Some host using hotkey "F12" to get into the boot methods selection screen, while others need to enter system setup to change boot order.

  2. You'll see Xen server host will get IP 192.168.1.188 and download files according configure file /tftpboot/pxelinux.cfg/01-00-19-b9-41-2c-b9. Then it will boot the system just the same as grub.

3.2. Test HVM guest installation

  1. Create VM configure file hvm.cfg with contents:

    name = 'xen_el5u4_x86_hvm'
    builder = 'hvm'
    memory = 512
    disk = [ 'file:/share/vm/pxeboot/system.img,hda,w', ]
    vif = [ 'type=ioemu,mac=00:16:3E:72:79:E4,bridge=xenbr0', ]
    kernel = '/usr/lib/xen/boot/hvmloader'
    device_model = '/usr/lib/xen/bin/qemu-dm'
    vnc = 1
    vncunused = 1
    vnclisten = '0.0.0.0'
    apic = 1
    acpi = 1
    pae = 1
    boot = 'n'
    vcpus = 1
    serial = 'pty'
    on_reboot = 'restart'
    on_crash = 'restart'

    Note

    boot = 'n' means boot from network.

  2. Start the virtual machine:

    # xm create hvm.cfg
  3. Get the VNC port of the VM by:

    # xenstore-read /local/domain/`xm domid xen_el5u4_x86_hvm`/console/vnc-port
    5900

    Connect to VM's graphical console by:

    $ vncviewer xenserver:5900
  4. You'll see the EL5 installation screen come up just the same as normal installation from CD.

3.3. Test PV guest installation

  1. Install pypxeboot first (see reference).

  2. Create VM configure file pvm.cfg with contents:

    name = 'xen_el5u4_x86_pvm'
    memory = 512
    disk = [ 'file:/share/vm/pxeboot/system.img,xvda,w', ]
    vif = [ 'mac=00:16:3e:72:79:e3,bridge=xenbr0', ]
    vfb = [ 'type=vnc,vncunused=1,vnclisten=0.0.0.0', ]
    #bootloader = '/usr/bin/pygrub'
    bootloader = '/usr/bin/pypxeboot'
    bootargs = vif[0]
    vcpus = 1
    on_reboot = 'restart'
    on_crash = 'restart'
  3. Start the virtual machine:

    # xm create -c pvm.cfg
    Using config file "./pvm.cfg".
    pypxeboot: requesting info for MAC address 00:16:3e:72:79:e3
    pypxeboot: getting cfg for IP 192.168.1.199 (C0A801C7) from server 192.168.1.166
    pypxeboot: downloading initrd using cmd: tftp 192.168.1.166 -c get /el5u4_x86_xen_install/initrd.img /var/lib/xen/initrd.TcwYCz
    pypxeboot: downloading kernel using cmd: tftp 192.168.1.166 -c get /el5u4_x86_xen_install/vmlinuz /var/lib/xen/kernel.eW9kO9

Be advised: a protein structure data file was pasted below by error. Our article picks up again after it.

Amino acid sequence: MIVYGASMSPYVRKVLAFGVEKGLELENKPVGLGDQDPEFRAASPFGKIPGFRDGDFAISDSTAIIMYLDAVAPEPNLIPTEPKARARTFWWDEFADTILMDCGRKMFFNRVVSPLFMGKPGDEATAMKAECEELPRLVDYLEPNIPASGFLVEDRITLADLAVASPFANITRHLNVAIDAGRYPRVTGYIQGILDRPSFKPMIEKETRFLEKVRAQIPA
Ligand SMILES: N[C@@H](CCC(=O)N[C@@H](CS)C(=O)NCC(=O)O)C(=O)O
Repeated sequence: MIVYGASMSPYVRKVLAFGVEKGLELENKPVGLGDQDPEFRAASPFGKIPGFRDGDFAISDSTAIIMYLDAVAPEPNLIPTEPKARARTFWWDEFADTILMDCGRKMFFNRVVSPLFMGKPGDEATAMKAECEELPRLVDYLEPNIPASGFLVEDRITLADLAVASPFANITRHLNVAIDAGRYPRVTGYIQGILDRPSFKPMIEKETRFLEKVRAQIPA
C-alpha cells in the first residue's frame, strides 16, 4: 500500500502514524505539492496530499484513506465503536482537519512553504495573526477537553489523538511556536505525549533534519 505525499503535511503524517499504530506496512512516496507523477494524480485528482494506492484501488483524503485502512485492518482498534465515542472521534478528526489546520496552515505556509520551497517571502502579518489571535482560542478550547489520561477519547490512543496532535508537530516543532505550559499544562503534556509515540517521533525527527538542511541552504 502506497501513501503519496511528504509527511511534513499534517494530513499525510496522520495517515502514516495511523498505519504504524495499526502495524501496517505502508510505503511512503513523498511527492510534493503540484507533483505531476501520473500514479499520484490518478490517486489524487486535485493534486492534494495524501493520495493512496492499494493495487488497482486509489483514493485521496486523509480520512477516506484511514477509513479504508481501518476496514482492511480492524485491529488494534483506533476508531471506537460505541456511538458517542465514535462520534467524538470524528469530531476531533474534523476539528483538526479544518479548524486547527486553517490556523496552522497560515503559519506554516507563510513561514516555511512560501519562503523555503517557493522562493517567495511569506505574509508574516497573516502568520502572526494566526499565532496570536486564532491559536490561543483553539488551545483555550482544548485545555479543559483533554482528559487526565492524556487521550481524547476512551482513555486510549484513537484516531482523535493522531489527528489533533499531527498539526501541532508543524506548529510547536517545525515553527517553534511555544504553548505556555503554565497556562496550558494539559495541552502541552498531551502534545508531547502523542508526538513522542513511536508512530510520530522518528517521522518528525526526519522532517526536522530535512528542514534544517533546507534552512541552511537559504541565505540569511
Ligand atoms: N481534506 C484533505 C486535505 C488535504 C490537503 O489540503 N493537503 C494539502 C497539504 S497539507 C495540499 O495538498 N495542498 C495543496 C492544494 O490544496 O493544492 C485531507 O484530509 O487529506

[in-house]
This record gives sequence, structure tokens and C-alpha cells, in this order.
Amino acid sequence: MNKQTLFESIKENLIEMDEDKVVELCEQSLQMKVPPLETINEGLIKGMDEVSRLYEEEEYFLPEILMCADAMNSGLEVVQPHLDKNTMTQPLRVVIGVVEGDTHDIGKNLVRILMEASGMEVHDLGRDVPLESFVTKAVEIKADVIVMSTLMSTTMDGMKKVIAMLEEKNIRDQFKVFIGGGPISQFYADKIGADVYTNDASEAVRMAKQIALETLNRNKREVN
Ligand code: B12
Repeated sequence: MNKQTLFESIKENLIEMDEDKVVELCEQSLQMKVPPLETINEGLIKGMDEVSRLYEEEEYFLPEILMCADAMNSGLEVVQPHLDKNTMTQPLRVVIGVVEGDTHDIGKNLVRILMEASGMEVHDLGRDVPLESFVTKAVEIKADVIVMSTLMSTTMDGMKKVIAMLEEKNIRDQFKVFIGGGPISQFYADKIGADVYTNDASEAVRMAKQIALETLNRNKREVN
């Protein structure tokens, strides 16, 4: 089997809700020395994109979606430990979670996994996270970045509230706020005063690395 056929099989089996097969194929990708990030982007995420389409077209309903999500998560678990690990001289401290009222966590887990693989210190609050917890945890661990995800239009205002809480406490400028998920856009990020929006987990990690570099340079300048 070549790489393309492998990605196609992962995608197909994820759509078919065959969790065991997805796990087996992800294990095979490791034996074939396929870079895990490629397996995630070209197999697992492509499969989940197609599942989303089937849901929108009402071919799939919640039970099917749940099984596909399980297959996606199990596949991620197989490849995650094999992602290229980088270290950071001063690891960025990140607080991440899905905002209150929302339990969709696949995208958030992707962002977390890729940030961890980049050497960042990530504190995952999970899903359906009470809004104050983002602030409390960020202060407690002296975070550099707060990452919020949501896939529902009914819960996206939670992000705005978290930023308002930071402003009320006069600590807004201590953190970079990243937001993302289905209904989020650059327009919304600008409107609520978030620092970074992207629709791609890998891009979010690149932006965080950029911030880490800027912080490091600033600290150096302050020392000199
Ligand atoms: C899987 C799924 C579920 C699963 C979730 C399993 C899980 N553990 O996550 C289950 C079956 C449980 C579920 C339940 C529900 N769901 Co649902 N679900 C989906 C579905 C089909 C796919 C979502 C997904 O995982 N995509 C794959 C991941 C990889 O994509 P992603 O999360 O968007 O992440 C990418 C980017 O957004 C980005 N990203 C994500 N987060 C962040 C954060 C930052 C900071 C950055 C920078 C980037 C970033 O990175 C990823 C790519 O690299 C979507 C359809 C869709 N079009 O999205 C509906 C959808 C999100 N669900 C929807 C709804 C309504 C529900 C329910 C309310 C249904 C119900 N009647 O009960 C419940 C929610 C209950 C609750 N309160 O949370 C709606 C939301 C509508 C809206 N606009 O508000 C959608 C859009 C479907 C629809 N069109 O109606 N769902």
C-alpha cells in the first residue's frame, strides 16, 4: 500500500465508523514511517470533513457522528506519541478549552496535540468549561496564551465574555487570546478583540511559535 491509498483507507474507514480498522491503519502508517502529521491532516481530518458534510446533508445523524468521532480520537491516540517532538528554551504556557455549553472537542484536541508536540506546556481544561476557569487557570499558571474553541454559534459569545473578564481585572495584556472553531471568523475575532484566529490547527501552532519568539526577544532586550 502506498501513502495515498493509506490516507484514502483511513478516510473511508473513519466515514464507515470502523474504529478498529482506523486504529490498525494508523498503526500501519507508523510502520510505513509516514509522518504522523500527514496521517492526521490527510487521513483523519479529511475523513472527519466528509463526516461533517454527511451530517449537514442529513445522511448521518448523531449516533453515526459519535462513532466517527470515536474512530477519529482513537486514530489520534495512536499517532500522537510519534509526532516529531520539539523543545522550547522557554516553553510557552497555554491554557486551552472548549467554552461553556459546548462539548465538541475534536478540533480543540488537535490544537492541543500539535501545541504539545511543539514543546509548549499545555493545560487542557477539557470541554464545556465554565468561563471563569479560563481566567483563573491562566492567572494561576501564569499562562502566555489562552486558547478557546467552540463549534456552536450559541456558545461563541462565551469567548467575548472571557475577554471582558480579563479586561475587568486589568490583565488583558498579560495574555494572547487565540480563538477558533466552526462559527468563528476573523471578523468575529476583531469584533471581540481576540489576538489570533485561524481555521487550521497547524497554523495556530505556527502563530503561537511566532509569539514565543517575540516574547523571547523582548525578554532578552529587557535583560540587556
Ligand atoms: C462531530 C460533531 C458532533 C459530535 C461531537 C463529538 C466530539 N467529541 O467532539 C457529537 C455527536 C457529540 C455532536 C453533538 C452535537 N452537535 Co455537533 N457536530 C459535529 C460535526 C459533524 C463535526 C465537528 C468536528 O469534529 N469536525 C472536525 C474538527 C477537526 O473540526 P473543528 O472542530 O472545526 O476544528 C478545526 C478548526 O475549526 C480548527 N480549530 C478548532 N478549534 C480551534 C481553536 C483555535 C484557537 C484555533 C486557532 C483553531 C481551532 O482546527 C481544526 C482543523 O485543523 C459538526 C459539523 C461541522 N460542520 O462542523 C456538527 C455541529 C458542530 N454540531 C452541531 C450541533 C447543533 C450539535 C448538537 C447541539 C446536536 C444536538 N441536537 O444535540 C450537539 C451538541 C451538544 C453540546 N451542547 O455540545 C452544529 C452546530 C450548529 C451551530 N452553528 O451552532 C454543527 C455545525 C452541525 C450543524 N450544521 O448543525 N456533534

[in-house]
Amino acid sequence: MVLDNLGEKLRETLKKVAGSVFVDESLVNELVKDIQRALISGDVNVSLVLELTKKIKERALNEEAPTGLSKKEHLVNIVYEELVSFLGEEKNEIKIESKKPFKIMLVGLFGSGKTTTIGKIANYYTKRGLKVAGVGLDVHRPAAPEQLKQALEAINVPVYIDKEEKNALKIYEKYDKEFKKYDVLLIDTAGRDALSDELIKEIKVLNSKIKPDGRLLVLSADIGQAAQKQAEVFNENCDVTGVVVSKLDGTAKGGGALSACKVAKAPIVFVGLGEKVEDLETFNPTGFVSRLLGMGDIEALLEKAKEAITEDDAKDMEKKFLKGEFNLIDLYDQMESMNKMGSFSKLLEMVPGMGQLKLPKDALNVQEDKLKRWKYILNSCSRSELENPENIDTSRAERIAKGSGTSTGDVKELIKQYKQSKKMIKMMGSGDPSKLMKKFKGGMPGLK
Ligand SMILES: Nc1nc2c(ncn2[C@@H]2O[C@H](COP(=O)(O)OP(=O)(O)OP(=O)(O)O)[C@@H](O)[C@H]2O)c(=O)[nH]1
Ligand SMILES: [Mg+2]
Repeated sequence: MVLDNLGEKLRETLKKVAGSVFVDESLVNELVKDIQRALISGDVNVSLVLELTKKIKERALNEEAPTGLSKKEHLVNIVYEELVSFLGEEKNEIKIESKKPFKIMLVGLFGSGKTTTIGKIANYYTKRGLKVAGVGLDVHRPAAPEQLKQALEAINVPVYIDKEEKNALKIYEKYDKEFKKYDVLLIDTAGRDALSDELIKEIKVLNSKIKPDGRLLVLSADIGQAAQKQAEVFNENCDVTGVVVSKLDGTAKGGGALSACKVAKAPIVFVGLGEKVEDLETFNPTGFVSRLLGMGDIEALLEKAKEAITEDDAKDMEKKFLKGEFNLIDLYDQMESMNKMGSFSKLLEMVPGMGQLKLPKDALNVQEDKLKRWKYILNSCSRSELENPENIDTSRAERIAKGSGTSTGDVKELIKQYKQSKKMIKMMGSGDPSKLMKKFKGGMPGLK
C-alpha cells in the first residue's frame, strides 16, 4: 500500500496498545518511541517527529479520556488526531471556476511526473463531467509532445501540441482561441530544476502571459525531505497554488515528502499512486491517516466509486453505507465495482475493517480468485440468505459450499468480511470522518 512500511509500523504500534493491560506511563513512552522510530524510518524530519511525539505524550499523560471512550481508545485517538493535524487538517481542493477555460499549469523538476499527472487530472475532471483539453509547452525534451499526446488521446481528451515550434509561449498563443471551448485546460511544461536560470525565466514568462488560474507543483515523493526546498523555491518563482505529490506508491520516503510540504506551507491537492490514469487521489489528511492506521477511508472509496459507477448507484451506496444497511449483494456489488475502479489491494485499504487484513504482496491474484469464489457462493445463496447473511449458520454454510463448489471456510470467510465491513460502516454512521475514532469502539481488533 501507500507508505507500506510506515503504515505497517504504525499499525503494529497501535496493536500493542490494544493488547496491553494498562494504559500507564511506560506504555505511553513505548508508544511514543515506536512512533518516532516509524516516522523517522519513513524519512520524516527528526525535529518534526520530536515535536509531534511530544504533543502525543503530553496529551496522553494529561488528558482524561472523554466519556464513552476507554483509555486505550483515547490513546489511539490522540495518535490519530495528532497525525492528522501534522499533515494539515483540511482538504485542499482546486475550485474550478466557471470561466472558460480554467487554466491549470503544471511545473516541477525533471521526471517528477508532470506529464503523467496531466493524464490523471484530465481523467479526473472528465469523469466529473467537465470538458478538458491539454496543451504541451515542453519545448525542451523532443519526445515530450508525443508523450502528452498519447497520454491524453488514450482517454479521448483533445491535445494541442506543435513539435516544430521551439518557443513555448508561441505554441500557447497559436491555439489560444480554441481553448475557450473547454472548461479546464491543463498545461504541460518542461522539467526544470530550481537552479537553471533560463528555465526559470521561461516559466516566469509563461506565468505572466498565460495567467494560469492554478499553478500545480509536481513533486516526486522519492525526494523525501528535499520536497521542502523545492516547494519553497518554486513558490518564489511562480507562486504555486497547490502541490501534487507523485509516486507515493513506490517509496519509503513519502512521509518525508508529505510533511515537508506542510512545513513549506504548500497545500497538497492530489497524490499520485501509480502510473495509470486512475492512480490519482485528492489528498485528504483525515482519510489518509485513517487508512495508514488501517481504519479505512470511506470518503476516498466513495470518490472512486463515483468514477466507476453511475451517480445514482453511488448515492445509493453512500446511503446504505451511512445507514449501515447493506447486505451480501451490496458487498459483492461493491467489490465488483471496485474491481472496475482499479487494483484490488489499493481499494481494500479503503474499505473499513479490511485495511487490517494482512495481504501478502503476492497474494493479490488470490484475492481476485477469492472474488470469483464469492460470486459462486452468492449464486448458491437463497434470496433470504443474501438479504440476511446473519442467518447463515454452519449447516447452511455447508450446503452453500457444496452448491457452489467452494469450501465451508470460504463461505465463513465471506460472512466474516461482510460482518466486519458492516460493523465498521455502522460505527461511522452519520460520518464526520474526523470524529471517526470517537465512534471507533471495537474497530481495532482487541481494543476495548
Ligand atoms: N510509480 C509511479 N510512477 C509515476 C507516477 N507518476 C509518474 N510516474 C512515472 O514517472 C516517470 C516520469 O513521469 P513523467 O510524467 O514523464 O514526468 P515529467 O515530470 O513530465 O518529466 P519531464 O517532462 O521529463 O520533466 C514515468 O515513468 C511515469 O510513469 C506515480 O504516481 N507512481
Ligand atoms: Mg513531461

Started domain xen_el5u4_x86_pvm (id=3)
    Linux version 2.6.18-164.el5xen (mockbuild@ca-build10.us.oracle.com) (gcc version 4.1.2 20080704 (Red Hat 4.1.2-46)) #1 SMP Thu Sep 3 02:41:56 EDT 2009
    BIOS-provided physical RAM map:
     Xen: 0000000000000000 - 0000000020800000 (usable)
    0MB HIGHMEM available.
    520MB LOWMEM available.
    ...
  4. Get the VNC port of the VM by:

    # xenstore-read /local/domain/`xm domid xen_el5u4_x86_pvm`/console/vnc-port
    5901

    Connect to VM's graphical console by:

    $ vncviewer xenserver:5901
  5. You'll see the EL5 installation screen come up just the same as normal installation from CD.

4. Troubleshooting

4.1. HVM guest boot failed with "No IP address"?
4.2. PV guest cannot boot with "Error: Boot loader didn't return any data!"?
4.3. How does pypxeboot find the configuration file?

4.1.

HVM guest boot failed with "No IP address"?

As of version 3.0.3 of the ISC DHCP server, the value of “ next-server” does not have a reasonable default any more (it used to contain the IP address of the DHCP server, which would act as TFTP server then). You will have to set it to the IP address of the TFTP server (in most cases, the same machine as the DHCP server):

next-server 192.168.0.1;

in your dhcpd.conf, somewhere in the global section near the top, will do the trick.

Please refer to: Etherboot troubleshooting.

4.2.

PV guest cannot boot with "Error: Boot loader didn't return any data!"?

You can use the following steps to debug this issue:

  1. You should first make sure the PXE netboot environment is working. You can confirm it by pxe booting a HVM guest.

  2. Then make sure there is only one item in the configure file. Pypxeboot doesn't parse multi-boot items well at this time.

  3. Make sure the TFTP server is accessable in dom0. You can confirm it by downloading files from the TFTP server using tftp.

  4. You should not setup DHCP server on the same dom0.

  5. pypxeboot leverage udhcpc to get the IP of a given MAC address. Currently there is a limitation: pypxeboot will always call udhcpc with

    --interface=eth0

    and this behaviour is not configurable. So you should make sure the DHCP server is running on the eth0 connected LAN. Or you can write a wrapper.

    First rename /sbin/udhcpc:

    mv /sbin/udhcpc /sbin/udhcpc.orig

    Then create a shell script with contents:

    #!/bin/sh
    /sbin/udhcpc.orig --interface=eth1 $@

    And don't forget to add execution permission:

    # chmod +x /sbin/udhcpc

  6. If eth0 (or eth1 after the above step) is a in a bridge, that will work. If not, you should make sure eth0 in promiscuous mode:

     # ifconfig eth0 promisc

4.3.

How does pypxeboot find the configuration file?

It is nearly full compatible to PXELINUX.

5. Reference